Atraumatic Dental Extraction – Clinical/Socket Preservation Techniques
Objectives: 1) To highlight the rationale and benefits of bone preservation when carrying out a dental extraction.
2) To demonstrate two techniques that can be used to extract a tooth or tooth roots atraumatically.
The principles of dental extraction are to either make the socket that contains a tooth larger than the tooth itself, or to make the tooth smaller than the socket that contains the tooth to allow the creation of a path of removal. Atraumatic extraction techniques are based upon preserving the socket size and therefore maintaining the integrity of the surrounding alveolar bone.
Methods: This poster will present the clinical application of two techniques:
Technique 1: Sectioning a tooth into smaller fragments such that they can be removed sequentially and thus preserving the integrity of the extraction socket as well as possible.
Technique 2: In scenarios where a root fragment fractures deep within a socket, a stainless steel endodontic k-file of sufficient rigidity can be used to engage the root canal dentine of the fragment and permit removal.
Results: Both techniques are presented visually with sequential intra-operative clinical photography.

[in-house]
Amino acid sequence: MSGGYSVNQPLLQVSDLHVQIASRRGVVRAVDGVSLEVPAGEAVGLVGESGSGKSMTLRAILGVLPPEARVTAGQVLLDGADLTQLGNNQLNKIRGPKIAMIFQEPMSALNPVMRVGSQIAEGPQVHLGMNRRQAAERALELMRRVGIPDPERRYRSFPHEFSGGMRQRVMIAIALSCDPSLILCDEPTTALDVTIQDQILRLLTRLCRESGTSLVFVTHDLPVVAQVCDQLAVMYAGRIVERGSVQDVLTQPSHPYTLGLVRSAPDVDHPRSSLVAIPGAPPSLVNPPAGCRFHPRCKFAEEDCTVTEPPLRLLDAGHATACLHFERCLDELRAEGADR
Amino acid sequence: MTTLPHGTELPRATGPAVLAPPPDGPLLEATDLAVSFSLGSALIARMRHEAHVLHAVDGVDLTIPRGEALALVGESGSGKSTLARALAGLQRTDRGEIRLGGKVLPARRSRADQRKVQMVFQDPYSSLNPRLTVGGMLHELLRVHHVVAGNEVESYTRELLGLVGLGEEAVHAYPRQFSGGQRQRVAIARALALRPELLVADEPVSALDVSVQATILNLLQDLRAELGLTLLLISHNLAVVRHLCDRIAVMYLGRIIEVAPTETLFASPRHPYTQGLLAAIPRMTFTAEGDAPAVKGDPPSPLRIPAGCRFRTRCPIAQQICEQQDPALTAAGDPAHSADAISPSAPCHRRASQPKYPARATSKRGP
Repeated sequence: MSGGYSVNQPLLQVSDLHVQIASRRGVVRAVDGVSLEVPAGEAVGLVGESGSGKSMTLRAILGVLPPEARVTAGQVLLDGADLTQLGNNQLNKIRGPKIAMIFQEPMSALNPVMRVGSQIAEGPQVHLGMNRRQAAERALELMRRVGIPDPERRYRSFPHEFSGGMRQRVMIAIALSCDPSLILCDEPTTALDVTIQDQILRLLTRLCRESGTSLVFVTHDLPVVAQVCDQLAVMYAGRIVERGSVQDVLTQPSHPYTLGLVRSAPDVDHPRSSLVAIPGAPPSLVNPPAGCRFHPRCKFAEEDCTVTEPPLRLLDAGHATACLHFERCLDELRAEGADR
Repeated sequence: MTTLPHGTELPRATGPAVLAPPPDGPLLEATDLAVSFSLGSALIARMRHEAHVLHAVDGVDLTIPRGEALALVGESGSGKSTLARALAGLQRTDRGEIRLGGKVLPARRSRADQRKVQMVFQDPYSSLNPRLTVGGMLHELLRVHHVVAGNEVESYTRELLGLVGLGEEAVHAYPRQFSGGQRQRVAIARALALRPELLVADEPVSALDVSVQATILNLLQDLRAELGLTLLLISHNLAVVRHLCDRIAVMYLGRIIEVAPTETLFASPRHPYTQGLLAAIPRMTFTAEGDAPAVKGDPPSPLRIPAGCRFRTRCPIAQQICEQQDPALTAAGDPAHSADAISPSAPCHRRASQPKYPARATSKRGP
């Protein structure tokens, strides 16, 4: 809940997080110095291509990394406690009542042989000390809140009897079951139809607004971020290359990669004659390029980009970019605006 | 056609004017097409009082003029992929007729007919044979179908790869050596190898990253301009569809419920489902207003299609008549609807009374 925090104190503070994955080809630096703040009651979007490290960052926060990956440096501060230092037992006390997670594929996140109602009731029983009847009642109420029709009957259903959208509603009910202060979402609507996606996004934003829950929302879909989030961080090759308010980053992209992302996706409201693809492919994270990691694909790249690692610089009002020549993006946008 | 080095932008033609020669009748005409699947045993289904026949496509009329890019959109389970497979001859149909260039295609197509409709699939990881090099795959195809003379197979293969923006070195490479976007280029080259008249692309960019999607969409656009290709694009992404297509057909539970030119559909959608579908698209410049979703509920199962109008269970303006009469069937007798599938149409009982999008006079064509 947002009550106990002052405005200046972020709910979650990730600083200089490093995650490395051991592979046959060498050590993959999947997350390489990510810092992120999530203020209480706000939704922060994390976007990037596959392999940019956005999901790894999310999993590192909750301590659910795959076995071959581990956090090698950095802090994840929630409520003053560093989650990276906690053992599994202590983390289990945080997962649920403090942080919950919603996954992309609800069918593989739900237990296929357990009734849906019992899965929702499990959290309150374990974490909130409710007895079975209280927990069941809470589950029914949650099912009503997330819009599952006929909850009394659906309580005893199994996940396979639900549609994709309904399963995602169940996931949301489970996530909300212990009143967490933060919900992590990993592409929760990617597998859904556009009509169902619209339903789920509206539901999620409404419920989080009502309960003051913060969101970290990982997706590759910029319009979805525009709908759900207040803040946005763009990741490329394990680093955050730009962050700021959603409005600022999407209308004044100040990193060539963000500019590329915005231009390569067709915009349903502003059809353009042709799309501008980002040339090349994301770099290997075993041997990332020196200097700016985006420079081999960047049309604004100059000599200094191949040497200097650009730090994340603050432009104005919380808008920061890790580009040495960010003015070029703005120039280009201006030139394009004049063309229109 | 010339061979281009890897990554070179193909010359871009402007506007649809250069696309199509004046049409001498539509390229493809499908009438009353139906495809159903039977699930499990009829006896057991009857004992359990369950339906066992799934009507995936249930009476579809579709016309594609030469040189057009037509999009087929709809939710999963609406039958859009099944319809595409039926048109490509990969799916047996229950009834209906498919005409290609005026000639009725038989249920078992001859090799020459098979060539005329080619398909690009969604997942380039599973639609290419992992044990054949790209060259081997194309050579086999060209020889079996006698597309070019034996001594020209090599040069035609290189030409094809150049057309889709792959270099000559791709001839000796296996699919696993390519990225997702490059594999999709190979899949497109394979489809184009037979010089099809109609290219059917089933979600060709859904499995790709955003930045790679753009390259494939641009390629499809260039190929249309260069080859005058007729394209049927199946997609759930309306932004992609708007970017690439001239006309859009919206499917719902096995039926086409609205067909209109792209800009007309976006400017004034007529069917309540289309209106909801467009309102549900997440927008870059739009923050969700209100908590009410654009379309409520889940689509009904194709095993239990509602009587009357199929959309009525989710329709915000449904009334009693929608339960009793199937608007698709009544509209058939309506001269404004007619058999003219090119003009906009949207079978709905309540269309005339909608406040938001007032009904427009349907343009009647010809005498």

Technique 1: An unrestorable endodontically treated lone-standing mandibular molar is sectioned along the furcation, seperated with a controlled fracture and extracted in two fragments, whilst another molar in similar condition is extracted with a similar technique
Technique 2: A #55 and #90 stainless steel endodontic k-file were used to remove deeply positioned fractured roots without causing further trauma to the surrounding alveolar bone.
Conclusions: These clinical techniques allow the preservation of as much alveolar bone and associated soft tissues as possible. Such techniques greatly improve healing outcomes as there is less physiological trauma for the body to contend with. Preservation of bone and subsequent preservation of gingival contours of adjacent teeth prevents recession and dentine hypersensitivity. Subsequent restorative treatment supported by superior alveolar bone provides better basal foundations for dental implant placement and other prosthodontic solutions.